Heavy lifting drills can be an absolute blast for rescue professionals. There is something extremely satisfying about lifting an object of considerable weight with the simple press of a button. However, there is a lot of knowledge, skill, and attention to detail that goes into these evolutions.
Do you know how much weight your box cribbing can safely carry? Typical 4″ x 4″ cribbing made of softwoods (i.e., Douglas Fir) will provide you 6,000 lbs. of carrying capacity per contact point. That means, when you stack two pieces of cribbing per layer, you have a total of four contact points for 24,000 lbs. of carrying capacity. The maximum height of a crib stack is relative to the length of the pieces of cribbing, but the recommended maximum height of a crib stack made of 4″ x 4″ cribbing is 4 feet.
It is critical that all layers of the crib stack are aligned perfectly. The transfer of weight through the crib stack is dependent on all of the connection points being in line. If one of the layers of the crib stack is off centered, the entire operation can be compromised. It is also important to maintain at least 4″ of overhang on the edges of the crib stack. Finally, when lifting with high pressure air bags on top of a crib stack, the top layer of cribbing has to be a solid layer or else inflating the air bags will cause the entire stack to fail.
High Pressure Air Bags
The high pressure air bags pictured here are operated at 118 psi, but you have to be familiar with the correct operating pressure of your bags. Some newer models operate at higher pressures. Try to use the biggest air bag you have for your lifting evolutions to ensure you get maximum lift height and capacity. Remember, as the bag inflates, its lifting capacity decreases due to the bag’s shape becoming rounder.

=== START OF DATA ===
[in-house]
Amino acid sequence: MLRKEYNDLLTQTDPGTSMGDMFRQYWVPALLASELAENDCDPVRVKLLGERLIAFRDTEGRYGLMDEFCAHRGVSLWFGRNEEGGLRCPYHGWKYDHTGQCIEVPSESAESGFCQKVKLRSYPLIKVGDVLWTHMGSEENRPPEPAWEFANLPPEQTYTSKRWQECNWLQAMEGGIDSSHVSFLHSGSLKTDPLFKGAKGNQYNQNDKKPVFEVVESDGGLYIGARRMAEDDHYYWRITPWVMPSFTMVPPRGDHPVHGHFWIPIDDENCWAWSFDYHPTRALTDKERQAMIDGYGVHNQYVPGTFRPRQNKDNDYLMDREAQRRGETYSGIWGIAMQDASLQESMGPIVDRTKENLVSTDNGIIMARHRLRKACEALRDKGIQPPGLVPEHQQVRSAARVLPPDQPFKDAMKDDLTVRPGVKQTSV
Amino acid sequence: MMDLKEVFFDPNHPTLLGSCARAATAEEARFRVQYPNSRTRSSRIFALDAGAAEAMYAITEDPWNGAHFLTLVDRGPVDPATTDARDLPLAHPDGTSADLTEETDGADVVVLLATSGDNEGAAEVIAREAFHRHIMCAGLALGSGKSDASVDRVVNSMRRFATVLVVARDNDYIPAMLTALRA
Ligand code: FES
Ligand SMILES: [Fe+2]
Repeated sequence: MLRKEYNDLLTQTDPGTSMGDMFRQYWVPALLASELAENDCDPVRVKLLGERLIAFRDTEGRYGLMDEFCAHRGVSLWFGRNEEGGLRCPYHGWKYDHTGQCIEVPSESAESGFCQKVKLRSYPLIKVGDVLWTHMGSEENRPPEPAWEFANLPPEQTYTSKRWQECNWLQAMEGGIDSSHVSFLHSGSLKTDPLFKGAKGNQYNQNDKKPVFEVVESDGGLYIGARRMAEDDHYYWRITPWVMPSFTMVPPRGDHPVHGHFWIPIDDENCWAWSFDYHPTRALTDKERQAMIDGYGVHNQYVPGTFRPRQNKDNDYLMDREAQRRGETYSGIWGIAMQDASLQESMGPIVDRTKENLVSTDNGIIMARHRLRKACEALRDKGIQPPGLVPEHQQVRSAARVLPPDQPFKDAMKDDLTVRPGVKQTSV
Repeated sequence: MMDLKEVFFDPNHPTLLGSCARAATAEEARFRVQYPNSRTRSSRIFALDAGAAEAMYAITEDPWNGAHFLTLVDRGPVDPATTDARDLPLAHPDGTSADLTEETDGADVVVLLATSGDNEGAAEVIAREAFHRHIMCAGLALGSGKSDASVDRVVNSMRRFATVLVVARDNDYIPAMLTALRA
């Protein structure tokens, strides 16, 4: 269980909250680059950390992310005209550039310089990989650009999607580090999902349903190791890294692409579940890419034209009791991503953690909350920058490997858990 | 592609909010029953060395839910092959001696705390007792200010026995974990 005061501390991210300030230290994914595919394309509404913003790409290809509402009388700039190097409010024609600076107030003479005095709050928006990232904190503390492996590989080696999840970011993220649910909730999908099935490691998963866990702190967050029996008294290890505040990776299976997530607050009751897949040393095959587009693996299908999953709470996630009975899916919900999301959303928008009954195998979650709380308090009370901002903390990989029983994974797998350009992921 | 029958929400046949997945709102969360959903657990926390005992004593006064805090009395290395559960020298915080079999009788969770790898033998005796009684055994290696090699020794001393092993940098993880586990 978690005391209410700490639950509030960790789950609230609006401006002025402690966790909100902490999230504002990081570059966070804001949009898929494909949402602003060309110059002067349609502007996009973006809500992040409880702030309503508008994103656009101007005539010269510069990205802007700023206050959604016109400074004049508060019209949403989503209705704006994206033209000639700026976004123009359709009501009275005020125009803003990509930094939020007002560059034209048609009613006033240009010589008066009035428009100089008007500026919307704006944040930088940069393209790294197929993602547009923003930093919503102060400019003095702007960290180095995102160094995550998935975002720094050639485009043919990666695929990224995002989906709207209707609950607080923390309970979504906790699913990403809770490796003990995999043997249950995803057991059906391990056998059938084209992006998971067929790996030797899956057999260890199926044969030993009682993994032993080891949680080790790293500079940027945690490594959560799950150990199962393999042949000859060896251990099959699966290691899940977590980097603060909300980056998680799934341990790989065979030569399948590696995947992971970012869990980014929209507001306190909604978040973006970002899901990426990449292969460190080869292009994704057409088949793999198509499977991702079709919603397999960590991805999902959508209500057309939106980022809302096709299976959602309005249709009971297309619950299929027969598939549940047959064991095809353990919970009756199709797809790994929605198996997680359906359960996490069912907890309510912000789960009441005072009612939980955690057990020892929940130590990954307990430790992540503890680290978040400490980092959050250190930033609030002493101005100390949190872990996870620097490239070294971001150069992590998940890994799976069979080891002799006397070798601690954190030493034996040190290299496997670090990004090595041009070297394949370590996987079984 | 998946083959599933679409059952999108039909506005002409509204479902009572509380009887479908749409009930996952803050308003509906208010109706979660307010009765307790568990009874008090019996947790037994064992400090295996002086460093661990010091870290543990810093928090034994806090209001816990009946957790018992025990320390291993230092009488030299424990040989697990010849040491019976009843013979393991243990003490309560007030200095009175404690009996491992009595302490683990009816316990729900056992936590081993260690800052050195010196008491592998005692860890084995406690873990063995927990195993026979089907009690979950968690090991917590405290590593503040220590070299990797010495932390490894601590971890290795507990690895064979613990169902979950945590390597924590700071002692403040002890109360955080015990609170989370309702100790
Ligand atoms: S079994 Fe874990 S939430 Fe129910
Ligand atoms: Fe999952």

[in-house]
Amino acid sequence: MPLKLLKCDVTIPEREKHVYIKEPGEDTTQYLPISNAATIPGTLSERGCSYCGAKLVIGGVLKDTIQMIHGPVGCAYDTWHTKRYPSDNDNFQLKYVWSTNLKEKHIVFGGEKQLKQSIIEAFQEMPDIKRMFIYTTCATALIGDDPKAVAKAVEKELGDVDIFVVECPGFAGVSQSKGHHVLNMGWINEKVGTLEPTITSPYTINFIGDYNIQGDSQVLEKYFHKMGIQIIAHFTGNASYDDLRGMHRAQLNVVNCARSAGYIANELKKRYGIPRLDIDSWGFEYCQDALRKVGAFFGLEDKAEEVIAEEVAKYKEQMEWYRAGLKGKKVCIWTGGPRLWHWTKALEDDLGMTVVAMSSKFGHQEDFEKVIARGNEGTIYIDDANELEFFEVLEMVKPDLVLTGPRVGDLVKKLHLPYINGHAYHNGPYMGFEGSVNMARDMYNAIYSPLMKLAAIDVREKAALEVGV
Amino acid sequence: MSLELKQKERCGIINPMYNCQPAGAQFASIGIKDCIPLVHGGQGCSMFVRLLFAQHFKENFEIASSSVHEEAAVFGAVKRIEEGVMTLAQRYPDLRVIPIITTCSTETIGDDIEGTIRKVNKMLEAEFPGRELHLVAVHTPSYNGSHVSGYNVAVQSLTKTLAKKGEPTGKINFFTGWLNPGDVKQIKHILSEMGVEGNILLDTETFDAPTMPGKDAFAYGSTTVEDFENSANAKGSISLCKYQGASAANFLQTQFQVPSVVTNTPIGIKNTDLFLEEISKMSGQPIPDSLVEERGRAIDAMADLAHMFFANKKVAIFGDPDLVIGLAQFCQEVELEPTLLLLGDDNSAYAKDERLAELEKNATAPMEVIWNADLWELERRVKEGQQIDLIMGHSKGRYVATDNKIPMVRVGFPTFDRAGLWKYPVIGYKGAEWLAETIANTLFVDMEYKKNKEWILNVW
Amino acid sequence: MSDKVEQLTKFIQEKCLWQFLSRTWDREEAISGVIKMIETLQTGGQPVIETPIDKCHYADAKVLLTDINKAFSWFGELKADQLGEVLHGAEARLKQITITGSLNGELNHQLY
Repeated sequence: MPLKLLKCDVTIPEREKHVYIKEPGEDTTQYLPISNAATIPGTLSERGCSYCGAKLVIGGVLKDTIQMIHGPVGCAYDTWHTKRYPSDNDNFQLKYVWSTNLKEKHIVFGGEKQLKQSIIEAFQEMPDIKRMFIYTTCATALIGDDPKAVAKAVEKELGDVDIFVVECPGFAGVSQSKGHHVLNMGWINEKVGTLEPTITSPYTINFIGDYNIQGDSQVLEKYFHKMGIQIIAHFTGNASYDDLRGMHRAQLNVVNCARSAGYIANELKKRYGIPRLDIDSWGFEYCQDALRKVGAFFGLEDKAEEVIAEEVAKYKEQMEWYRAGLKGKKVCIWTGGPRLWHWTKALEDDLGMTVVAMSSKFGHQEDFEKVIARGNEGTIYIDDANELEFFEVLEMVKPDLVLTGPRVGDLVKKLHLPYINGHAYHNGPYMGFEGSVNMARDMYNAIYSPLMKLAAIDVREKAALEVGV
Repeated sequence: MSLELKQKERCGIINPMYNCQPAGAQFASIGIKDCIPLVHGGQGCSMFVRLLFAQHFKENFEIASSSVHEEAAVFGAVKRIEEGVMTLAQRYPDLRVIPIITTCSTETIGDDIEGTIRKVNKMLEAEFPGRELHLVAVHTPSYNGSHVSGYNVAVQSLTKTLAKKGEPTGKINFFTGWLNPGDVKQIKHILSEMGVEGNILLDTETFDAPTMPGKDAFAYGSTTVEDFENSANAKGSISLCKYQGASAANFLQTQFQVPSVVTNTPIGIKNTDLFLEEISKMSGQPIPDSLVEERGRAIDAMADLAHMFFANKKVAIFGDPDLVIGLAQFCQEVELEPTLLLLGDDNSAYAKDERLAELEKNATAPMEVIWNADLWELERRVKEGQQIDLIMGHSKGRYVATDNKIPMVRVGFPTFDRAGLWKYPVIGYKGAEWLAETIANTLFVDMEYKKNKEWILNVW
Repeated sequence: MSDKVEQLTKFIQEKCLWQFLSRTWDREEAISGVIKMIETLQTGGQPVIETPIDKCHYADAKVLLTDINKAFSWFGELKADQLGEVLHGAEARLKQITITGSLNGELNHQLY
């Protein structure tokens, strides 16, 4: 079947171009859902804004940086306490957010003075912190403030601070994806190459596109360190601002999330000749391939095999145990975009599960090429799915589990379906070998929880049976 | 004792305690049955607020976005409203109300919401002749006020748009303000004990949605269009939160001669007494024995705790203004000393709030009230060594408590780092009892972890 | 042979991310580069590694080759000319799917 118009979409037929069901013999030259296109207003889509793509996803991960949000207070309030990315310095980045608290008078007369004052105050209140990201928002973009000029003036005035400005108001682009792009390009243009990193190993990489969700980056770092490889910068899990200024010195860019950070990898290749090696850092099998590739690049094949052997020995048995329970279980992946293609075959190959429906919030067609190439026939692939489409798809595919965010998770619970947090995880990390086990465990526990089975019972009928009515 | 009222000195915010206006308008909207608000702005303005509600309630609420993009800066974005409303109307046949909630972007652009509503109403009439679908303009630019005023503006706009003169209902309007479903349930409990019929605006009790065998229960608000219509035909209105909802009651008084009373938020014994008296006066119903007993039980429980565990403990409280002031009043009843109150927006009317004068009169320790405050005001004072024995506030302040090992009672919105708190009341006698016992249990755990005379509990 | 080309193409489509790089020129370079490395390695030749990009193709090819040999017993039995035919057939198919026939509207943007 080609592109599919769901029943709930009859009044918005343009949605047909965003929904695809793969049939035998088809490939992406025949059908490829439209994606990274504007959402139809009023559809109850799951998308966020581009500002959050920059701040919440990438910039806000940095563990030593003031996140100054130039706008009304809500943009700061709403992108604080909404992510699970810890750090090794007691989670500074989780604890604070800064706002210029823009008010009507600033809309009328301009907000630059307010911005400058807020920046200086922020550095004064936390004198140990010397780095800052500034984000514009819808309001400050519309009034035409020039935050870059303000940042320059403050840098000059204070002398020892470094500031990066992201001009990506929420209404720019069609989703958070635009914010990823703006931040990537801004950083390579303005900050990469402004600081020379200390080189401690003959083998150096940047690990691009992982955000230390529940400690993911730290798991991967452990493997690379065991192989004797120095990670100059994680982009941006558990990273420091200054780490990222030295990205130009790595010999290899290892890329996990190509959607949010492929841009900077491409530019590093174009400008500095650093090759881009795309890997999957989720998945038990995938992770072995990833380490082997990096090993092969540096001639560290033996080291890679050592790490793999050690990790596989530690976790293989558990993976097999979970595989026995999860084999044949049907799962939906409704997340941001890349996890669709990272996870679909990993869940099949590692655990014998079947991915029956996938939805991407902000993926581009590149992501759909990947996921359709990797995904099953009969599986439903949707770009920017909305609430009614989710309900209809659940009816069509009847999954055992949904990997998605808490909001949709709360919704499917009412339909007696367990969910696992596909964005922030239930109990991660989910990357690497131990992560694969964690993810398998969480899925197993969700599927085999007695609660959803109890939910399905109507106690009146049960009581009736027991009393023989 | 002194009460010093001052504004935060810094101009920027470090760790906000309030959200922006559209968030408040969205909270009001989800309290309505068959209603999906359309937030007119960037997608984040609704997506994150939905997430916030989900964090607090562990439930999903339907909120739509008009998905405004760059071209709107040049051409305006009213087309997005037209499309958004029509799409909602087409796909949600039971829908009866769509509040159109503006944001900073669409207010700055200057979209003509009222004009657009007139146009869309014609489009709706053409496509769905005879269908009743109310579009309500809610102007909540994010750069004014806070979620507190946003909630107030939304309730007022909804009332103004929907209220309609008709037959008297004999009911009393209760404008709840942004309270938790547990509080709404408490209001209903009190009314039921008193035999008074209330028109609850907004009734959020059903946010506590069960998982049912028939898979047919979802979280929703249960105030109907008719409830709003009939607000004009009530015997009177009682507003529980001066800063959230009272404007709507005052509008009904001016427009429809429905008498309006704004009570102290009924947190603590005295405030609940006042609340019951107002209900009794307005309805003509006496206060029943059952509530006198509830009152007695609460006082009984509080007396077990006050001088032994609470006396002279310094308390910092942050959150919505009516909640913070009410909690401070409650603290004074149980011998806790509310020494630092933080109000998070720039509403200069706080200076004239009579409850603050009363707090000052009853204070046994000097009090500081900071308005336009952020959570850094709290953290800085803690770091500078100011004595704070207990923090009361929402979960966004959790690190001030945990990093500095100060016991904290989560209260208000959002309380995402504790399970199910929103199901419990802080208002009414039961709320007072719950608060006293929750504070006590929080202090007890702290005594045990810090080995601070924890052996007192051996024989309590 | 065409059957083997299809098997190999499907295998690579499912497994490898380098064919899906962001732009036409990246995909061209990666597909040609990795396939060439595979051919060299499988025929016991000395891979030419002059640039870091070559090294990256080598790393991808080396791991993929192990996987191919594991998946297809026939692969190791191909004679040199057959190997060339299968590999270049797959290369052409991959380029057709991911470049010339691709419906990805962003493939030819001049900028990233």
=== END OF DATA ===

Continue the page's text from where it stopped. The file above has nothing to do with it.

A maximum of two bags can be stacked (again, this can differ between makes and models), and when that is done the lifting capacity is equal to that of the weakest air bag. We recommend always stacking two bags if you have the space, even if you don’t think you will need to use both of them. It slows the whole rescue scene down when you realize one air bag isn’t giving you enough lift height and you have to scramble to add a second bag in after the fact.
It is important to remember that stabilizing and lifting are two different operations. The priority is stabilizing the object to prevent the load from shifting and making the situation worse. Then, we can set up our lifting operation. When we lift, we always follow the object up with our stabilization system. We refer to this concept as, “lift an inch, crib an inch.”
Assign a supervisor to oversee both the stabilization and lifting operations to ensure they are on the same page and coordinating their efforts. The supervisor should also give all lifting commands. A safety officer is also an important position to fill during these evolutions. Keep the number of personnel near the object during the lifting operation to the bare minimum (typically just those adjusting the stabilization system). For those who must remain close to the object during the lift, ensure they are wearing appropriate PPE and always have an “exit strategy” should they need to remove themselves from a dangerous situation.
Lastly, you must coordinate the lifting operation with EMS! Crush syndrome treatment has to begin before the lift and its imperative EMS is ready to provide follow-up treatment as soon as the patient is extricated. We’ll talk about this more in our next blog post.
Owner / Lead Instructor
Elder Technical Rescue Services, LLC